“I’d divorce Jason, but he drops the kids off at school in the mornings.”  😂
    • Per Gottman, 67 percent of couples see their marital satisfaction plummet after having a baby.
    • Working mothers are now the top earners in 40% of families with kids, yet they are still doing three and a half times as much housework as married fathers.
    • When men do help around the house, we tend to choose chores with a “leisure component.” Yard work, driving to the store to pick up something, “re-ordering the Netflix queue.”
    • This next one is key: On top of working full time and practically quadrupling the time spent on household chores, women generally do the “invisible tasks,” stuff that wouldn’t show up on any kind of time use study. “Kin work,” for example–giving emotional support to relatives, buying presents and sending cards, handling holiday celebrations, and so on. (Under this heading lies perhaps my own greatest failing as a husband.) “Emotion work”–keeping everyone’s emotional gyroscopes spinning, even the dog. Then there’s “consumption labor”– buying the kids underwear and school supplies, researching the car seat and the high chair. Husbands, by way of comparison, get into this arena only when it involves fun stuff like big TVs, cars and major appliances. Schlepping (school, sports, doctor appts) is another major task in this collection. But the granddaddy of them all is
    • Household manager, the position most eagerly ceded by husbands. Being the person that remembers everything–dentist appointments, kids’ food preferences, arranging for babysitters. Constructing shopping lists. Giving direction to everyone. For most wives, if they don’t mention it, it doesn’t happen, and that includes pretty much everything. Sure, dad might take junior to his swimming lesson on Saturday morning. But guess who packs his bag, empties his bag when they get home, dries his wet clothes, and gives him a snack and a bath while dad sacks out on the sofa? One of the author’s friends spoke about her own dad, saying, “He did car stuff, and stuff with the dog. Oh, and he liked to put up wallpaper.”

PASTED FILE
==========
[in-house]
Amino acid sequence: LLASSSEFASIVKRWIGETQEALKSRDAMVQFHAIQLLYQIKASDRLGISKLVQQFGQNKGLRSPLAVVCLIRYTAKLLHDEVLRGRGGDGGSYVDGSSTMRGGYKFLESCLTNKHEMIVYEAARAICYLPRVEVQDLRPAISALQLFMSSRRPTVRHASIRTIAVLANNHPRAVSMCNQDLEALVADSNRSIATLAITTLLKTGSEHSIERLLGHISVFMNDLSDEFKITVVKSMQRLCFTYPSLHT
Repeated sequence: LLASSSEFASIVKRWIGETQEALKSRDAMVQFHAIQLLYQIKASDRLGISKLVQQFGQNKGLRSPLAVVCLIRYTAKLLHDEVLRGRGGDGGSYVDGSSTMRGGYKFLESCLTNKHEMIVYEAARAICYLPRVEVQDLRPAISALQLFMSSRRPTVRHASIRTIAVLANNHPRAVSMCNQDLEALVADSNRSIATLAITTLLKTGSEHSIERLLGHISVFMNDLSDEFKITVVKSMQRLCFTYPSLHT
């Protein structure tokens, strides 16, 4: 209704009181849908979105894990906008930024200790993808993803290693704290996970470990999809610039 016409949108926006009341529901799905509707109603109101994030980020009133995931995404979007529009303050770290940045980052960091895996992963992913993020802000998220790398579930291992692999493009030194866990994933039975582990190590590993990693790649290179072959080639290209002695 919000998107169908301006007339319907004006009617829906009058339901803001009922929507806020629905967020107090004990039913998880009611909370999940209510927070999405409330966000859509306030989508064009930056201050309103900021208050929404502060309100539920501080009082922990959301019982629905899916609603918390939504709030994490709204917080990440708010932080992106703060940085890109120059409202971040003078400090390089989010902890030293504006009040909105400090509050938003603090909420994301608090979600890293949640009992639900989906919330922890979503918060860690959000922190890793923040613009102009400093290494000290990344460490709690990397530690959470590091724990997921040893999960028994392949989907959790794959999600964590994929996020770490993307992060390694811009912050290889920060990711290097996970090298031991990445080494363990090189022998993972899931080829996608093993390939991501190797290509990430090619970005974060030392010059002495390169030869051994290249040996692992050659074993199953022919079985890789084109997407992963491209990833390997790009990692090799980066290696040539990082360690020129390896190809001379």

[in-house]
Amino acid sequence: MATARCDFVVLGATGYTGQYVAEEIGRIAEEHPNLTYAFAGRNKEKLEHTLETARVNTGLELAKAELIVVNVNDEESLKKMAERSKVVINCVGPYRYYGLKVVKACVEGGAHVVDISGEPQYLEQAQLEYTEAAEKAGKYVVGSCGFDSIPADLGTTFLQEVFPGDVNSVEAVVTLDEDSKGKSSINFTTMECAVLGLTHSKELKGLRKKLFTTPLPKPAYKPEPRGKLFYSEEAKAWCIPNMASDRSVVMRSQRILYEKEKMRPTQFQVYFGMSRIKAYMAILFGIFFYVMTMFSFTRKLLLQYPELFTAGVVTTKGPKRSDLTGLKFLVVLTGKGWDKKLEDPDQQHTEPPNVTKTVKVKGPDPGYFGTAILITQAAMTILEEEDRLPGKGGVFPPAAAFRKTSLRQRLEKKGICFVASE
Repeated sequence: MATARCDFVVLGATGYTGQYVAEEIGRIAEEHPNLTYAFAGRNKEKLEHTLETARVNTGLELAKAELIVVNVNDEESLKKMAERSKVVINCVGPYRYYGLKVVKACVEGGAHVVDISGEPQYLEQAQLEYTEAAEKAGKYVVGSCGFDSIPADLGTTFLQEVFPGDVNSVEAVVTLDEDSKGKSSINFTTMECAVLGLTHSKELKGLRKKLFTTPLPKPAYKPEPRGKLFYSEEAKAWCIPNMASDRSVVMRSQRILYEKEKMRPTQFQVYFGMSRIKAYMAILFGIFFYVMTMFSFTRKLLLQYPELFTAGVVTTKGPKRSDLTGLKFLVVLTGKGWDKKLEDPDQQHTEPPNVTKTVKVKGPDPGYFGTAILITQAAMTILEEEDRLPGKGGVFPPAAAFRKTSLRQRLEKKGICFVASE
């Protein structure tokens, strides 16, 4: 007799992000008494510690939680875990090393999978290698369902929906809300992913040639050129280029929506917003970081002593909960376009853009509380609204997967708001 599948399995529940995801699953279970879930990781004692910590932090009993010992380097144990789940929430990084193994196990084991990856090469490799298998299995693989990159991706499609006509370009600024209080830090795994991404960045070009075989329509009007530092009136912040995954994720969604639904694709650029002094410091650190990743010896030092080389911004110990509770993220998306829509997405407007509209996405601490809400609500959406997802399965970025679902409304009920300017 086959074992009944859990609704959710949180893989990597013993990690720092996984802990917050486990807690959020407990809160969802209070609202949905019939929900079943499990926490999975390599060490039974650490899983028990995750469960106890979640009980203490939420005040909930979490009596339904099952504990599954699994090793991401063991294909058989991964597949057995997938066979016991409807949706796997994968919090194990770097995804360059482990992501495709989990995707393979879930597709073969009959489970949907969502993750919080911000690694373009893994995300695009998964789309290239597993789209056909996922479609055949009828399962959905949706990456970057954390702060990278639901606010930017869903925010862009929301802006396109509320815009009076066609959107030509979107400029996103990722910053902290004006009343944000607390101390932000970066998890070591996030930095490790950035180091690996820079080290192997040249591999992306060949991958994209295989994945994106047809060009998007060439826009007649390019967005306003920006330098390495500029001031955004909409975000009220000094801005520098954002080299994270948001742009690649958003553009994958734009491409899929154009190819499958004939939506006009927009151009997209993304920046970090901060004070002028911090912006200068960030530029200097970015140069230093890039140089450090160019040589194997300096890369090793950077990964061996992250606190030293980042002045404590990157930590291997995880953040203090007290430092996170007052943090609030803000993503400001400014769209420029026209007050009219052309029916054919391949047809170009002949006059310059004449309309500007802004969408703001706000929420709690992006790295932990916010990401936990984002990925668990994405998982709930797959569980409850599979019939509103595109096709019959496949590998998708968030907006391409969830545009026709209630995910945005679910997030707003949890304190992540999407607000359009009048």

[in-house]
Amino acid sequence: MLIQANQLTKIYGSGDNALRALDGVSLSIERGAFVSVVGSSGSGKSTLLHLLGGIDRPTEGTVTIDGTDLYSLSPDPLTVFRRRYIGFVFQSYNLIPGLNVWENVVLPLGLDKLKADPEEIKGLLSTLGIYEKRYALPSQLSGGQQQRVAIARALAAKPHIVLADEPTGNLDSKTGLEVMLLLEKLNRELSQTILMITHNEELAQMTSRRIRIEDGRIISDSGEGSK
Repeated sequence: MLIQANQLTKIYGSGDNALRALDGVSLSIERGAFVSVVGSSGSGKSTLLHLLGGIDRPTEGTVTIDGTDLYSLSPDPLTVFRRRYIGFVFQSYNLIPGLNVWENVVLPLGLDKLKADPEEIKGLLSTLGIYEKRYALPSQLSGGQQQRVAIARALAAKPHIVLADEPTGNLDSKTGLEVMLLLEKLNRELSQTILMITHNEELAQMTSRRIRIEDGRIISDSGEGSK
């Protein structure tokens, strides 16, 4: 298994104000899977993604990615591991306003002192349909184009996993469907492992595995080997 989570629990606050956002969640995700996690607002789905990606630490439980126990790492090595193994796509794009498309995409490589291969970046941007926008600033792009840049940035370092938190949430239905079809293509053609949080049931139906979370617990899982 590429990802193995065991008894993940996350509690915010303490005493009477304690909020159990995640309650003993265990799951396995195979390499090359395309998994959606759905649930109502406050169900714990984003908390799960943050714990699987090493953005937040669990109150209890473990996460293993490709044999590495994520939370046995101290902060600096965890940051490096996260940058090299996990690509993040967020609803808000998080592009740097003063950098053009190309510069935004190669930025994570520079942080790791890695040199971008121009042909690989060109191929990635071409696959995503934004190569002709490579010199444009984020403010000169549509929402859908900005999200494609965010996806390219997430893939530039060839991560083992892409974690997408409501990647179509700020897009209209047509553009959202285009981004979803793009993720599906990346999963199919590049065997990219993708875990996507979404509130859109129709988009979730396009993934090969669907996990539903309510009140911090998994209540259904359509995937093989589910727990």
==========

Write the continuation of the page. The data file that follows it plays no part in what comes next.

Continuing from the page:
• Finally, another major point. Wives are forced to become absolute time management mavens. “Give a mother a sleeping child for an hour, and she can achieve ten times more than a childless person,” and about 20 times as much as her husband.
​The book’s title suggests Ms. Dunn has found, and shares, ways of getting her husband, and most husbands, to pick up the pace and get in the game. And while the book is clearly written for women, I can’t think of a single husband–well, more than one–who wouldn’t benefit from reading this book.
Guys, never forget that if mama ain’t happy, ain’t nobody happy. Show your wives we’re not a bunch of halfwits stumbling around the house with our flies down, blind to the obvious needs staring us in the face. Do your job. Put as much mental energy into your home life as you do your work life, and everyone will be better off.​